IN­SIDE: Seven days of TV view­ing

Sunday Tasmanian - Tassie Living - - Front Page - DEB­BIE SCHIPP Down­ton Abbey, South­ern Cross, tonight, 8.30pm

A PE­RIOD drama with 18 main char­ac­ters – the up­stairs and down­stairs res­i­dents of a sump­tu­ous coun­try house – might seem an un­likely head­line grab­ber.

But throw in Ju­lian Fel­lowes as its writer, spicy soap-style sto­ry­lines, a fast pace, stel­lar acting and a real-life cas­tle and you have the ad­dic­tive Down­ton Abbey.

The se­ries, as rapier-wit­ted as it is pompous, is the story of the Earl of Gran­tham, Sir Robert Craw­ley ( Hugh Bon­neville), and his fam­ily be­tween 1912 and 1914.

It’s a fas­ci­nat­ing in­sight into the English ob­ses­sion with class and his­tory, with a dis­puted in­her­i­tance and a yawn­ing class di­vide at its core.

The lives of the up­stairs and down­stairs in­hab­i­tants are wo­ven like a dys­func­tional fam­ily. It’s that rich ta­pes­try which drew Michelle Dock­ery, who plays the Earl’s old­est daugh­ter, Lady Mary Craw­ley, to the show.

‘‘ As soon as I started read­ing the script, I wanted it,’’ says Dock­ery of the beau­ti­ful but trou­bled Mary.

‘‘ At first she’s very much a cold fish and very tough and ac­tu­ally can be quite a bitch at times and I hadn’t re­ally played a role like that be­fore.

‘‘ As time goes on she might soften and be­come a bit more vul­ner­a­ble, but I love that witty, tough side of her.’’

Dock­ery had carved out a name largely in theatre, so the Ed­war­dian set­ting is not un­fa­mil­iar. ‘‘ Over the past cou­ple of years I’ve never re­ally been out of corsets,’’ Dock­ery says with a laugh.

But the ar­moury of her Ed­war­dian un­der­wear in no way pre­pared her for meet­ing vet­eran Bri­tish ac­tor Maggie Smith, who plays Mary’s for­mi­da­ble grand­mother, the Dowa­ger Count­ess Vi­o­let.

Dock­ery says Smith is an ab­so­lute riot, al­though she was not to know that when run­ning late for the very first read-through.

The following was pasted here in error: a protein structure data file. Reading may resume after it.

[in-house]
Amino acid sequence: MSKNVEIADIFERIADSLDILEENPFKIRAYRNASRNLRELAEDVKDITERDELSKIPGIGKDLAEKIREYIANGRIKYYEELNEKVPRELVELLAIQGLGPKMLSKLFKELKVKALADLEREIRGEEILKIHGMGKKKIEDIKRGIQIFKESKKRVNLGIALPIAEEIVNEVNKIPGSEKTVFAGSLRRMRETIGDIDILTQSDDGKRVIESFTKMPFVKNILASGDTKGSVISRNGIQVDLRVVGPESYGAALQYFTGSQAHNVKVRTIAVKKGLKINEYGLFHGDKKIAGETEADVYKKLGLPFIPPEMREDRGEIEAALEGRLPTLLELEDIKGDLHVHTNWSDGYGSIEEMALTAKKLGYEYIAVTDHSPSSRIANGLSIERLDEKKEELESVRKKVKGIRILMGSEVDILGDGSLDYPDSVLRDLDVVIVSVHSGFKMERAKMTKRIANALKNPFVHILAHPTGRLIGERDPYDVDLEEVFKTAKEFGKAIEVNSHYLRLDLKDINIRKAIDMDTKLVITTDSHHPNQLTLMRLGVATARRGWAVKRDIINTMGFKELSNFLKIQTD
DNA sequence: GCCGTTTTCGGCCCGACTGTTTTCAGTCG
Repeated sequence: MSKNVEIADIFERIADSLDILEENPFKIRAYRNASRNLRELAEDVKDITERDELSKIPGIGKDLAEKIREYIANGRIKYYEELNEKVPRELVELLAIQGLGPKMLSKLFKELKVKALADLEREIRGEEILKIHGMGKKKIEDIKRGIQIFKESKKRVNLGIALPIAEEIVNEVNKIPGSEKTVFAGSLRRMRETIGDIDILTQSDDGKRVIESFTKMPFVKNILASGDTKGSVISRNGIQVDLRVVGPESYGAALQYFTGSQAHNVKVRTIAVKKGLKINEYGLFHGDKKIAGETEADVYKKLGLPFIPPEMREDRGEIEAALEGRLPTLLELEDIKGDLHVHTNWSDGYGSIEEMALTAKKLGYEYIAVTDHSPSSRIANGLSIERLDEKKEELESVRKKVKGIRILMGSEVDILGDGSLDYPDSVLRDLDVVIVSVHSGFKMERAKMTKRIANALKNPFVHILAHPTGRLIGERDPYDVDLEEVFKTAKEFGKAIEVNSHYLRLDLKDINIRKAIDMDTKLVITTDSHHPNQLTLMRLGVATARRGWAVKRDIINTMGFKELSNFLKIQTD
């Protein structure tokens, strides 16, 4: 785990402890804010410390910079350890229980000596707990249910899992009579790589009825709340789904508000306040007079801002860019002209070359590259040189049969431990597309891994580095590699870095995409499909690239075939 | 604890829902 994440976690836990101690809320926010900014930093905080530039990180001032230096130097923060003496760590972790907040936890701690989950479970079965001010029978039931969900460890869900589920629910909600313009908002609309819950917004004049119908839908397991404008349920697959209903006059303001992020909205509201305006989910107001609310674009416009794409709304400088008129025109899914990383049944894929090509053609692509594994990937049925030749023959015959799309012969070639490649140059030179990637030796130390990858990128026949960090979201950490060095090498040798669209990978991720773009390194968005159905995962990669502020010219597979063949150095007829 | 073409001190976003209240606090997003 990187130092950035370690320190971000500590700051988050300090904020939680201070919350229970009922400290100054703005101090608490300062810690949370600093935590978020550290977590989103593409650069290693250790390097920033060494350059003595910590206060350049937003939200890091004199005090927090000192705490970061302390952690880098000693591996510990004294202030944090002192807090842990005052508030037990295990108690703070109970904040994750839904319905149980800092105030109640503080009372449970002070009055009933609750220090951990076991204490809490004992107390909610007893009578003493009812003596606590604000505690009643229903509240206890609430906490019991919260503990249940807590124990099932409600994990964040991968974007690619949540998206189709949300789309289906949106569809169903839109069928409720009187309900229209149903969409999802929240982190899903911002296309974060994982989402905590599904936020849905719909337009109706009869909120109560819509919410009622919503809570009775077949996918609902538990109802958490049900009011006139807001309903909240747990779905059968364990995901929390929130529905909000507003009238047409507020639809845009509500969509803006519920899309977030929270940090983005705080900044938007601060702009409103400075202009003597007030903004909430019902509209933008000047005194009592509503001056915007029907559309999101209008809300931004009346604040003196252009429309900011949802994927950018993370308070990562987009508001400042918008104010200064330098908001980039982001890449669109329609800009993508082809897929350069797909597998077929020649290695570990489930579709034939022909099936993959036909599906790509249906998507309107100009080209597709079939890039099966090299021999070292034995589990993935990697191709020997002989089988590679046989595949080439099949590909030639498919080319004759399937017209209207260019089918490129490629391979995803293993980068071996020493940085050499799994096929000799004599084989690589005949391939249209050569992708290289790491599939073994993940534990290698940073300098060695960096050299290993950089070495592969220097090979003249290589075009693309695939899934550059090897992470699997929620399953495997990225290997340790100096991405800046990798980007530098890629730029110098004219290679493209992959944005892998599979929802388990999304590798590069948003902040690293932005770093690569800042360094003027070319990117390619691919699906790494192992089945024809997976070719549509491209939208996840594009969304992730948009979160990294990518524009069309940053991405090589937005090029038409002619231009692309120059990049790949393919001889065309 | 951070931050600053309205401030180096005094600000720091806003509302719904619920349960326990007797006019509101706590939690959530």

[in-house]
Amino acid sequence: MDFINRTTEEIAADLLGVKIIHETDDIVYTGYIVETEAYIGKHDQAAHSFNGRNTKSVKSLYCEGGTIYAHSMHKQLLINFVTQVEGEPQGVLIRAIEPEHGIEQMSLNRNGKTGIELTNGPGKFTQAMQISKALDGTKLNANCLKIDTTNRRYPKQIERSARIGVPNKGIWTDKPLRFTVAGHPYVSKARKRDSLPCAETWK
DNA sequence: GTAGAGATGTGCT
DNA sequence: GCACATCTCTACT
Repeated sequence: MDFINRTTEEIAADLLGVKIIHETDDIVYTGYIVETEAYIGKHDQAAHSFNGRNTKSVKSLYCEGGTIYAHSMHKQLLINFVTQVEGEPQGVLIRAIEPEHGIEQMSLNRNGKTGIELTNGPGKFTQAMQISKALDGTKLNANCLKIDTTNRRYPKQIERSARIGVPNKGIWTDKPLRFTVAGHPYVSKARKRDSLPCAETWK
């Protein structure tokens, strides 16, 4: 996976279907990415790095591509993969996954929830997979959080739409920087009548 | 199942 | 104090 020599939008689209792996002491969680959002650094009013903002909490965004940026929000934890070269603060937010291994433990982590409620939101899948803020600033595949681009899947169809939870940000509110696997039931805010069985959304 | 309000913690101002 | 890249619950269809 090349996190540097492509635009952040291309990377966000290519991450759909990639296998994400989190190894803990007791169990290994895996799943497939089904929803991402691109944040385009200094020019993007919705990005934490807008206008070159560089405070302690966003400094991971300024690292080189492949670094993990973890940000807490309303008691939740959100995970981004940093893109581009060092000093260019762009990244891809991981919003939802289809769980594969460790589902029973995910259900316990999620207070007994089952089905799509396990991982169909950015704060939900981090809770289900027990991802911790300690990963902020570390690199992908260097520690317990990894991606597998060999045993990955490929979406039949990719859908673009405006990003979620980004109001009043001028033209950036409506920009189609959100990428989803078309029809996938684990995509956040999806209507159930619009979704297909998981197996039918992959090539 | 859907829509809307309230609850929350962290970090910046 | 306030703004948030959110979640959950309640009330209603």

‘‘ All I could think of was how I des­per­ately didn’t want to be late for the likes of Maggie Smith,’’ Dock­ery says.

‘‘ As a child I watched her and I had been in com­plete awe of her since I was a kid, and it was quite scary meet­ing her at first be­cause she’s amaz­ing.’’

Down­ton Abbey drew more than 11 mil­lion view­ers in the UK last year and Dock­ery be­lieves it’s be­cause all the in­gre­di­ents work to make it bril­liant drama.

‘‘ The writ­ing first and fore­most. And hav­ing 18 strong char­ac­ters all with their sto­ry­lines in­ter­wo­ven keeps an au­di­ence com­pelled to watch it,’’ she says.

‘‘ Then on top of that the cos­tumes, the whole nos­tal­gia of the time and the cherry on top is the mu­sic. John Lunn [ the com­poser] is our un­sung hero – that brings it all to­gether.’’

Dock­ery sus­pects if she had lived in those times, she would have been the ser­vant rather than the aris­to­crat.

‘‘ I come from a very tough work­ing-class back­ground. If I was trans­ported back in time, I would more likely have been down­stairs. The thing is there’s some­thing quite un­happy about Mary – I don’t envy her that.’’

POMPOUS PE­RIOD: Jessica Brown Findlay, Michelle Dock­ery and Laura Carmichael star in Down­ton Abbey.

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